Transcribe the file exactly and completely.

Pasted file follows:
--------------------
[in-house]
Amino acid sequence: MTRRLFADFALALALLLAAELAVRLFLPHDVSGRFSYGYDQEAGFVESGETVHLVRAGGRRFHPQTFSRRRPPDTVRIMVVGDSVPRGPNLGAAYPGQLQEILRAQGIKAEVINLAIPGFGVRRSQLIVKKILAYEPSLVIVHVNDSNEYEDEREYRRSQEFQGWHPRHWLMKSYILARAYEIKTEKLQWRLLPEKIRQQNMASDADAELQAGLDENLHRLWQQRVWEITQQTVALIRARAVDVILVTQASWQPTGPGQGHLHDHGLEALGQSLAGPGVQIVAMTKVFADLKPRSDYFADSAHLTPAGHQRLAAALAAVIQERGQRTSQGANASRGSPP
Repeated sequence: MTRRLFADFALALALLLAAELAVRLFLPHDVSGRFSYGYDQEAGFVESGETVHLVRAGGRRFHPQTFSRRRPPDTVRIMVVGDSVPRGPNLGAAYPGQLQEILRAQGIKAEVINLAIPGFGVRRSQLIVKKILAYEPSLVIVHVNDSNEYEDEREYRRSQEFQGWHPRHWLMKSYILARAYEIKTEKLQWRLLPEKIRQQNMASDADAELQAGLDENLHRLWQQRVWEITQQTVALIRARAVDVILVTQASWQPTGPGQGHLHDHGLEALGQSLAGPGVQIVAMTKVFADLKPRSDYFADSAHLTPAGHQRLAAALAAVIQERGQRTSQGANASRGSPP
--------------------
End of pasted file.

[in-house]
Amino acid sequence: MTRRLFADFALALALLLAAELAVRLFLPHDVSGRFSYGYDQEAGFVESGETVHLVRAGGRRFHPQTFSRRRPPDTVRIMVVGDSVPRGPNLGAAYPGQLQEILRAQGIKAEVINLAIPGFGVRRSQLIVKKILAYEPSLVIVHVNDSNEYEDEREYRRSQEFQGWHPRHWLMKSYILARAYEIKTEKLQWRLLPEKIRQQNMASDADAELQAGLDENLHRLWQQRVWEITQQTVALIRARAVDVILVTQASWQPTGPGQGHLHDHGLEALGQSLAGPGVQIVAMTKVFADLKPRSDYFADSAHLTPAGHQRLAAALAAVIQERGQRTSQGANASRGSPP
Repeated sequence: MTRRLFADFALALALLLAAELAVRLFLPHDVSGRFSYGYDQEAGFVESGETVHLVRAGGRRFHPQTFSRRRPPDTVRIMVVGDSVPRGPNLGAAYPGQLQEILRAQGIKAEVINLAIPGFGVRRSQLIVKKILAYEPSLVIVHVNDSNEYEDEREYRRSQEFQGWHPRHWLMKSYILARAYEIKTEKLQWRLLPEKIRQQNMASDADAELQAGLDENLHRLWQQRVWEITQQTVALIRARAVDVILVTQASWQPTGPGQGHLHDHGLEALGQSLAGPGVQIVAMTKVFADLKPRSDYFADSAHLTPAGHQRLAAALAAVIQERGQRTSQGANASRGSPP